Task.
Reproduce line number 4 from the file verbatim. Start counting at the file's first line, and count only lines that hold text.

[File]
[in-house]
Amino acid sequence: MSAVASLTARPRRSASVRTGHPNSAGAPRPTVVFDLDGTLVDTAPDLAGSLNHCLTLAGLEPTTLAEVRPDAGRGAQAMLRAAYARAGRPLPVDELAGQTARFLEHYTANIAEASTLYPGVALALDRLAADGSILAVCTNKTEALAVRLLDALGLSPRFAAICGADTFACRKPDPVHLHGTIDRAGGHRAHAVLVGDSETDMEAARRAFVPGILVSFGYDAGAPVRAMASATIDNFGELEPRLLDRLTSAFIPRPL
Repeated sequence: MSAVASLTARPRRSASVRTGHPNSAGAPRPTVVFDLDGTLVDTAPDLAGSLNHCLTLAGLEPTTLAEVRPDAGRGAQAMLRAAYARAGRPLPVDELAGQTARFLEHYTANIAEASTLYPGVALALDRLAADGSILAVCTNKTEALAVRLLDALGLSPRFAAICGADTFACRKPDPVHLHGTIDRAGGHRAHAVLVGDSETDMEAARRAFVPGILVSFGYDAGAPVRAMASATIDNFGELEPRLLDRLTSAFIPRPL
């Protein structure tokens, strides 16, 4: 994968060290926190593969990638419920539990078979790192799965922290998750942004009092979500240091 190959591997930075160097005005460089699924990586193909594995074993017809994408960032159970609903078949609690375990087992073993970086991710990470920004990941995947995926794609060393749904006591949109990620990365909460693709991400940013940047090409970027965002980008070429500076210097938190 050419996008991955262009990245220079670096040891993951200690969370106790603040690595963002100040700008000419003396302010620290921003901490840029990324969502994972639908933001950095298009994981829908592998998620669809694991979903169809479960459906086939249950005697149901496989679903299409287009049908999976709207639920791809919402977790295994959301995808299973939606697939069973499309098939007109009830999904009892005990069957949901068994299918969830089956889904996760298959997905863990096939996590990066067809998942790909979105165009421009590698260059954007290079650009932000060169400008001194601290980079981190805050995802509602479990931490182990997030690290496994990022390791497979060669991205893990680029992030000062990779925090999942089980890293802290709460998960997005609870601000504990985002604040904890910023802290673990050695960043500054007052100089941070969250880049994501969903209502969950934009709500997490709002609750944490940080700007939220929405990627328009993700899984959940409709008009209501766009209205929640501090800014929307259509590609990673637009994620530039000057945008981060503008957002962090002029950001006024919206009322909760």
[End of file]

């Protein structure tokens, strides 16, 4: 994968060290926190593969990638419920539990078979790192799965922290998750942004009092979500240091 190959591997930075160097005005460089699924990586193909594995074993017809994408960032159970609903078949609690375990087992073993970086991710990470920004990941995947995926794609060393749904006591949109990620990365909460693709991400940013940047090409970027965002980008070429500076210097938190 050419996008991955262009990245220079670096040891993951200690969370106790603040690595963002100040700008000419003396302010620290921003901490840029990324969502994972639908933001950095298009994981829908592998998620669809694991979903169809479960459906086939249950005697149901496989679903299409287009049908999976709207639920791809919402977790295994959301995808299973939606697939069973499309098939007109009830999904009892005990069957949901068994299918969830089956889904996760298959997905863990096939996590990066067809998942790909979105165009421009590698260059954007290079650009932000060169400008001194601290980079981190805050995802509602479990931490182990997030690290496994990022390791497979060669991205893990680029992030000062990779925090999942089980890293802290709460998960997005609870601000504990985002604040904890910023802290673990050695960043500054007052100089941070969250880049994501969903209502969950934009709500997490709002609750944490940080700007939220929405990627328009993700899984959940409709008009209501766009209205929640501090800014929307259509590609990673637009994620530039000057945008981060503008957002962090002029950001006024919206009322909760």